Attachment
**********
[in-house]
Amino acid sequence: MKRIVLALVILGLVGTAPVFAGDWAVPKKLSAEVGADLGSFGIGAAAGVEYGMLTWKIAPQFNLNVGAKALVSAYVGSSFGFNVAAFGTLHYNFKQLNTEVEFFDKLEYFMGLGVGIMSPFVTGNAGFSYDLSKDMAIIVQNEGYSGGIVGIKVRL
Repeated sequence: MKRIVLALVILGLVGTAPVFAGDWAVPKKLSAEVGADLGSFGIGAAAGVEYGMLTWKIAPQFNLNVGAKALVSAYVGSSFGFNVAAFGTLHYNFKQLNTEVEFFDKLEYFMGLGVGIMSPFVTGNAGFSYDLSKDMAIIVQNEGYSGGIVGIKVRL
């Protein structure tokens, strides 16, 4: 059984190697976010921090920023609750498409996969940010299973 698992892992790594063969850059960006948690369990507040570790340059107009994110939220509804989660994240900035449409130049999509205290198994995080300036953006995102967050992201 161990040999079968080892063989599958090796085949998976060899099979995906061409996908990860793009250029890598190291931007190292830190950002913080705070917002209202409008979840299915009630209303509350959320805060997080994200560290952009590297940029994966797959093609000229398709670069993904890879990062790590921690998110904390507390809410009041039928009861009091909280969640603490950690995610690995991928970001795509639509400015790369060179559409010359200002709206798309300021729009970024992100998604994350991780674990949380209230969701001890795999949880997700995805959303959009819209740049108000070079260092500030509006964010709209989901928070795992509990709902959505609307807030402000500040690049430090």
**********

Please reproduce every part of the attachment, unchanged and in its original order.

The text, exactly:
[in-house]
Amino acid sequence: MKRIVLALVILGLVGTAPVFAGDWAVPKKLSAEVGADLGSFGIGAAAGVEYGMLTWKIAPQFNLNVGAKALVSAYVGSSFGFNVAAFGTLHYNFKQLNTEVEFFDKLEYFMGLGVGIMSPFVTGNAGFSYDLSKDMAIIVQNEGYSGGIVGIKVRL
Repeated sequence: MKRIVLALVILGLVGTAPVFAGDWAVPKKLSAEVGADLGSFGIGAAAGVEYGMLTWKIAPQFNLNVGAKALVSAYVGSSFGFNVAAFGTLHYNFKQLNTEVEFFDKLEYFMGLGVGIMSPFVTGNAGFSYDLSKDMAIIVQNEGYSGGIVGIKVRL
């Protein structure tokens, strides 16, 4: 059984190697976010921090920023609750498409996969940010299973 698992892992790594063969850059960006948690369990507040570790340059107009994110939220509804989660994240900035449409130049999509205290198994995080300036953006995102967050992201 161990040999079968080892063989599958090796085949998976060899099979995906061409996908990860793009250029890598190291931007190292830190950002913080705070917002209202409008979840299915009630209303509350959320805060997080994200560290952009590297940029994966797959093609000229398709670069993904890879990062790590921690998110904390507390809410009041039928009861009091909280969640603490950690995610690995991928970001795509639509400015790369060179559409010359200002709206798309300021729009970024992100998604994350991780674990949380209230969701001890795999949880997700995805959303959009819209740049108000070079260092500030509006964010709209989901928070795992509990709902959505609307807030402000500040690049430090």